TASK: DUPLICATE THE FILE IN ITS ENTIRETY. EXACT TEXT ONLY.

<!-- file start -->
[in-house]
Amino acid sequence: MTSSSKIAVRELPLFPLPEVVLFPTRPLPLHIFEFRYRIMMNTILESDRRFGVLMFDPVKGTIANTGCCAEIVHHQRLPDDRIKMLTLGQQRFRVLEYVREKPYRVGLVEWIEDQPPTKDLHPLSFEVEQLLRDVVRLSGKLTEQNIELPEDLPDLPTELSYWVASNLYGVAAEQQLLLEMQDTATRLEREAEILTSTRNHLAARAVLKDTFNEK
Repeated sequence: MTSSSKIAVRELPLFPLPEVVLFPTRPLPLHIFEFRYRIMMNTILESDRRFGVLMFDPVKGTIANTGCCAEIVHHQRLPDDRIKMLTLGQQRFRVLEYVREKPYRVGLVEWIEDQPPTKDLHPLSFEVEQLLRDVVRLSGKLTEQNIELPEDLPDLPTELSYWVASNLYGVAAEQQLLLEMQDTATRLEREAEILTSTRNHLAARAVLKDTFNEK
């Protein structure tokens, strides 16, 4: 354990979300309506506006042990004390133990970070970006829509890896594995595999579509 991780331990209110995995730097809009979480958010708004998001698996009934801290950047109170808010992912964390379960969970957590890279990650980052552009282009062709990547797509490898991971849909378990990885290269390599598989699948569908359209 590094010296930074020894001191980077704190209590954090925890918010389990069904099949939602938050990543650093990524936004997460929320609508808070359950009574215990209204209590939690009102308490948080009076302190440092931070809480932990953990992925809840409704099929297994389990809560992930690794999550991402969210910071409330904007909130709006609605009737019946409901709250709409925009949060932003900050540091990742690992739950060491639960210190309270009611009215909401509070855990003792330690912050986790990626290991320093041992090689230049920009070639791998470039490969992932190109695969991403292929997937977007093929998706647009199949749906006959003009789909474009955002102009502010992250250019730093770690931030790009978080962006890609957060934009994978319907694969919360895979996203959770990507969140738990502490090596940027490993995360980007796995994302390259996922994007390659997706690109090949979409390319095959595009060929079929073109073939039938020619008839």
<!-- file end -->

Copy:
[in-house]
Amino acid sequence: MTSSSKIAVRELPLFPLPEVVLFPTRPLPLHIFEFRYRIMMNTILESDRRFGVLMFDPVKGTIANTGCCAEIVHHQRLPDDRIKMLTLGQQRFRVLEYVREKPYRVGLVEWIEDQPPTKDLHPLSFEVEQLLRDVVRLSGKLTEQNIELPEDLPDLPTELSYWVASNLYGVAAEQQLLLEMQDTATRLEREAEILTSTRNHLAARAVLKDTFNEK
Repeated sequence: MTSSSKIAVRELPLFPLPEVVLFPTRPLPLHIFEFRYRIMMNTILESDRRFGVLMFDPVKGTIANTGCCAEIVHHQRLPDDRIKMLTLGQQRFRVLEYVREKPYRVGLVEWIEDQPPTKDLHPLSFEVEQLLRDVVRLSGKLTEQNIELPEDLPDLPTELSYWVASNLYGVAAEQQLLLEMQDTATRLEREAEILTSTRNHLAARAVLKDTFNEK
């Protein structure tokens, strides 16, 4: 354990979300309506506006042990004390133990970070970006829509890896594995595999579509 991780331990209110995995730097809009979480958010708004998001698996009934801290950047109170808010992912964390379960969970957590890279990650980052552009282009062709990547797509490898991971849909378990990885290269390599598989699948569908359209 590094010296930074020894001191980077704190209590954090925890918010389990069904099949939602938050990543650093990524936004997460929320609508808070359950009574215990209204209590939690009102308490948080009076302190440092931070809480932990953990992925809840409704099929297994389990809560992930690794999550991402969210910071409330904007909130709006609605009737019946409901709250709409925009949060932003900050540091990742690992739950060491639960210190309270009611009215909401509070855990003792330690912050986790990626290991320093041992090689230049920009070639791998470039490969992932190109695969991403292929997937977007093929998706647009199949749906006959003009789909474009955002102009502010992250250019730093770690931030790009978080962006890609957060934009994978319907694969919360895979996203959770990507969140738990502490090596940027490993995360980007796995994302390259996922994007390659997706690109090949979409390319095959595009060929079929073109073939039938020619008839």